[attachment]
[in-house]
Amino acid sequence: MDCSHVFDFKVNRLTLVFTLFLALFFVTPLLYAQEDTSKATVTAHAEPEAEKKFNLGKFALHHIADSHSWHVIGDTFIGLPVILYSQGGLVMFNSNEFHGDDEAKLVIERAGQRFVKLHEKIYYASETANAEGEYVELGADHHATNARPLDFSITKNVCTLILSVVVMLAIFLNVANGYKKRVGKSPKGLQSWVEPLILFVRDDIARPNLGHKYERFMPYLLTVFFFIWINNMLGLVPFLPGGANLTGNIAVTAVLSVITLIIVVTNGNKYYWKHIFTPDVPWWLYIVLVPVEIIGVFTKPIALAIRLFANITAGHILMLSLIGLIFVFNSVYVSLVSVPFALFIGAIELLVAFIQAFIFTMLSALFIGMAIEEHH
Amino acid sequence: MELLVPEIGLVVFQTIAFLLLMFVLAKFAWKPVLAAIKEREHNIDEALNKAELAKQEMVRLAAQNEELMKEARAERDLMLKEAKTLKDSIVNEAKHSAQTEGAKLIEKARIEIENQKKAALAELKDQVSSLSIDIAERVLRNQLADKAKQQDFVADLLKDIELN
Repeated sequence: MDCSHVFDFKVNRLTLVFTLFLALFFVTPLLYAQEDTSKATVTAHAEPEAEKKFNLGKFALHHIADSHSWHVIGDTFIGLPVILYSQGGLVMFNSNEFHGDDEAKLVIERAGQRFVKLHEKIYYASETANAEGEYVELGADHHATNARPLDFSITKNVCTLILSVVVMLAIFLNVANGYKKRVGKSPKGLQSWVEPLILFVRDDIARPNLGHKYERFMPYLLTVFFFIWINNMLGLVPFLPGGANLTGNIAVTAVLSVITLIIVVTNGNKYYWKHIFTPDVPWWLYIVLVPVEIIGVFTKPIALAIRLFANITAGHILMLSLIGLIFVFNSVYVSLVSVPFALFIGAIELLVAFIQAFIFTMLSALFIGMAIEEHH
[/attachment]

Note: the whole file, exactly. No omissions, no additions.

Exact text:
[in-house]
Amino acid sequence: MDCSHVFDFKVNRLTLVFTLFLALFFVTPLLYAQEDTSKATVTAHAEPEAEKKFNLGKFALHHIADSHSWHVIGDTFIGLPVILYSQGGLVMFNSNEFHGDDEAKLVIERAGQRFVKLHEKIYYASETANAEGEYVELGADHHATNARPLDFSITKNVCTLILSVVVMLAIFLNVANGYKKRVGKSPKGLQSWVEPLILFVRDDIARPNLGHKYERFMPYLLTVFFFIWINNMLGLVPFLPGGANLTGNIAVTAVLSVITLIIVVTNGNKYYWKHIFTPDVPWWLYIVLVPVEIIGVFTKPIALAIRLFANITAGHILMLSLIGLIFVFNSVYVSLVSVPFALFIGAIELLVAFIQAFIFTMLSALFIGMAIEEHH
Amino acid sequence: MELLVPEIGLVVFQTIAFLLLMFVLAKFAWKPVLAAIKEREHNIDEALNKAELAKQEMVRLAAQNEELMKEARAERDLMLKEAKTLKDSIVNEAKHSAQTEGAKLIEKARIEIENQKKAALAELKDQVSSLSIDIAERVLRNQLADKAKQQDFVADLLKDIELN
Repeated sequence: MDCSHVFDFKVNRLTLVFTLFLALFFVTPLLYAQEDTSKATVTAHAEPEAEKKFNLGKFALHHIADSHSWHVIGDTFIGLPVILYSQGGLVMFNSNEFHGDDEAKLVIERAGQRFVKLHEKIYYASETANAEGEYVELGADHHATNARPLDFSITKNVCTLILSVVVMLAIFLNVANGYKKRVGKSPKGLQSWVEPLILFVRDDIARPNLGHKYERFMPYLLTVFFFIWINNMLGLVPFLPGGANLTGNIAVTAVLSVITLIIVVTNGNKYYWKHIFTPDVPWWLYIVLVPVEIIGVFTKPIALAIRLFANITAGHILMLSLIGLIFVFNSVYVSLVSVPFALFIGAIELLVAFIQAFIFTMLSALFIGMAIEEHH